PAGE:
KABUL (Reuters) - Afghan officials gave up hope on Saturday of finding any survivors from a landslide in the remote northeast, with the number killed or missing put at between a few hundred and as many as 2,700.
The United Nations said the focus now was on helping more than 4,000 displaced people.
International organizations and Afghan officials said at least 300 mud brick homes were buried on Friday, but precise information on the number killed was hard to come by in the impoverished province bordering Tajikistan.
The U.N. mission in Afghanistan said more than 350 people were killed, but a spokesman for the local governor put the number in excess of 2,100. The Geneva-based International Organization for Migration (IOM) said 2,700 were dead or missing.
“The scale of this landslide is absolutely devastating, with an entire village practically wiped away,” IOM Afghanistan Chief of Mission Richard Danziger said. “Hundreds of families have lost everything and are in immense need of assistance.”
The United Nations said the focus was now on the more than 4,000 people displaced, either directly as a result of the landslide or as a precautionary measure from villages assessed to be at risk. The IOM said over 14,000 people were affected.
Their main needs are water, medicine, food and emergency shelter, said Ari Gaitanis, a spokesman from the United Nations Assistance Mission in Afghanistan.
Officials expressed concern the unstable hillside above the site of the disaster may cave in again, threatening the homeless as well as the U.N. and local rescue teams working there.
Villagers and a few dozen police, equipped with only basic digging tools, resumed their search when daylight broke but it soon became clear there was no hope of finding survivors buried in the deep mud and rubble.
“Seven members of my family were here, four or five of them were killed ... I am also half alive, what can I do?” said an elderly woman, her hair covered in a pink shawl.
Dotted with villages of mud-brick homes nestled in valleys beside bare slopes, Badakhshan province has been hit by several deadly landslides in recent years.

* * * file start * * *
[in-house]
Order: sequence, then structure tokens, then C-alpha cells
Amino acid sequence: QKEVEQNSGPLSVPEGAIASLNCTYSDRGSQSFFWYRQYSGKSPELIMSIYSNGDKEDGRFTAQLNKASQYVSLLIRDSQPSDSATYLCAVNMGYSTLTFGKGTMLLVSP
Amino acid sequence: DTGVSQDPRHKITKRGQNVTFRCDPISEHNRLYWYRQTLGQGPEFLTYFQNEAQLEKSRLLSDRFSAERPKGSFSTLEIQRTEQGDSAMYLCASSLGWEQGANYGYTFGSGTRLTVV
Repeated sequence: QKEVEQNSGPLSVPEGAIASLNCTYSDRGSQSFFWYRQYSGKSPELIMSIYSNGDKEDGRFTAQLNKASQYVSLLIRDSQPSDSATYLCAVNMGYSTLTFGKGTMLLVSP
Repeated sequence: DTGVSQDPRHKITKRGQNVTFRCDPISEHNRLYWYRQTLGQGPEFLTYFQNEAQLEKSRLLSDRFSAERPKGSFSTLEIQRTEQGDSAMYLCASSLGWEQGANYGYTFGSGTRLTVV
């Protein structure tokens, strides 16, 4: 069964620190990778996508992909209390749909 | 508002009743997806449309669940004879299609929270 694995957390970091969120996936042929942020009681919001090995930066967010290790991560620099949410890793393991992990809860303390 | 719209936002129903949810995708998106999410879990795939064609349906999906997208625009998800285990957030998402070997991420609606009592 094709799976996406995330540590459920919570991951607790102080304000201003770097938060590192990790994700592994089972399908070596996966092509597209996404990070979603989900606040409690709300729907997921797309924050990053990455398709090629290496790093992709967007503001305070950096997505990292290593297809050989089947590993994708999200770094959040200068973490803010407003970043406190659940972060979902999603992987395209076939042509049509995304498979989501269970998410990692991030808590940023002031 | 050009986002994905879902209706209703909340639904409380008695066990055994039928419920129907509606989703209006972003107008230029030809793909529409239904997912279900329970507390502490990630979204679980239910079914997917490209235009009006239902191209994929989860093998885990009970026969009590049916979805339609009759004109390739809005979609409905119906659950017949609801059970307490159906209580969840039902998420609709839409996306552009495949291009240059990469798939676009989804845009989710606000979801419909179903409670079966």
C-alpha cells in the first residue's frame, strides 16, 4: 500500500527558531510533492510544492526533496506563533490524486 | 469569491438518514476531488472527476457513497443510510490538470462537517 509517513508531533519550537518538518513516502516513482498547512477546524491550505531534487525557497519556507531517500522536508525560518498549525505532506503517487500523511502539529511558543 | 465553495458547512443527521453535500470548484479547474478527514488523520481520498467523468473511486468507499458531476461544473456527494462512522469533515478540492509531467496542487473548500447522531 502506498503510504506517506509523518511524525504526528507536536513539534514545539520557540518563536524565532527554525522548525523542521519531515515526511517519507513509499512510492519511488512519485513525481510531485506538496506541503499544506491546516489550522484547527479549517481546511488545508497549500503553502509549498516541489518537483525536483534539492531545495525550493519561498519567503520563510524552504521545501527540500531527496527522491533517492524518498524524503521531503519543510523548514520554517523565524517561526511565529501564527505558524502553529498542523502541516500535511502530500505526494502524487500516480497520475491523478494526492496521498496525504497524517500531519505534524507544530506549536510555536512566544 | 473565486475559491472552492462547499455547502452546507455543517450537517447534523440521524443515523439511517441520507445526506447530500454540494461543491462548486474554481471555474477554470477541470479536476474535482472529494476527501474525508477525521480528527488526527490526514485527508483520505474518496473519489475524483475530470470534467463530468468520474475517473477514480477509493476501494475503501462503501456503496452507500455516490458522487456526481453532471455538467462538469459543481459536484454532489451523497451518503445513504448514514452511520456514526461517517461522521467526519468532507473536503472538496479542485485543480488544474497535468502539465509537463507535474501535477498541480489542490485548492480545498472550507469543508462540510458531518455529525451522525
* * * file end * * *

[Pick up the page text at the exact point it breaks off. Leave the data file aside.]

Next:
The side of the mountain above Abi-Barak collapsed at around 11 a.m. (0630 GMT) on Friday as people were trying to recover belongings and livestock after a smaller landslip hit a few hours earlier.
Hundreds of homes were destroyed in the landslides that were triggered by torrential rain. Officials worry another section of the mountainside could collapse at any time.
The Afghan military flew rescue teams to the area on Saturday, as the remote mountain region is served by only narrow, poor roads which have themselves been damaged by more than a week of heavy rain.
“We have managed to get one excavator into the area, but digging looks hopeless,” Colonel Abdul Qadeer Sayad, a deputy police chief of Badakhshan, told Reuters.
He said the sheer size of the area affected, and the depth of the mud, meant that only modern machinery could help.
NATO-led coalition troops are on standby to assist but on Saturday said the Afghan government had not asked for help.
“I call on the government to come and help our people, to take the bodies out,” said a middle-aged man, standing on a hill overlooking the river of mud where his village once stood.
“We managed to take out only 10-15 people, the rest of our villagers here are trapped.”
Hundreds of people camped out overnight in near freezing conditions, although some were given tents. Officials distributed food and water.
Seasonal rains and spring snow melt have caused devastation across large swathes of northern Afghanistan, killing more than 100 people before this latest disaster.
U.S. President Barack Obama said American forces were on standby to help. About 30,000 U.S. soldiers remain in Afghanistan, although that number is falling as Washington prepares to withdraw all combat troops who battled Taliban insurgents by the end of this year.
Police said they had provided a security ring around the area, which has been relatively free of insurgent attacks. The Taliban said they were also willing to provide security.
Additional reporting by Hamid Shalizi; Writing by Jeremy Laurence; Editing by Robert Birsel and Stephen Powell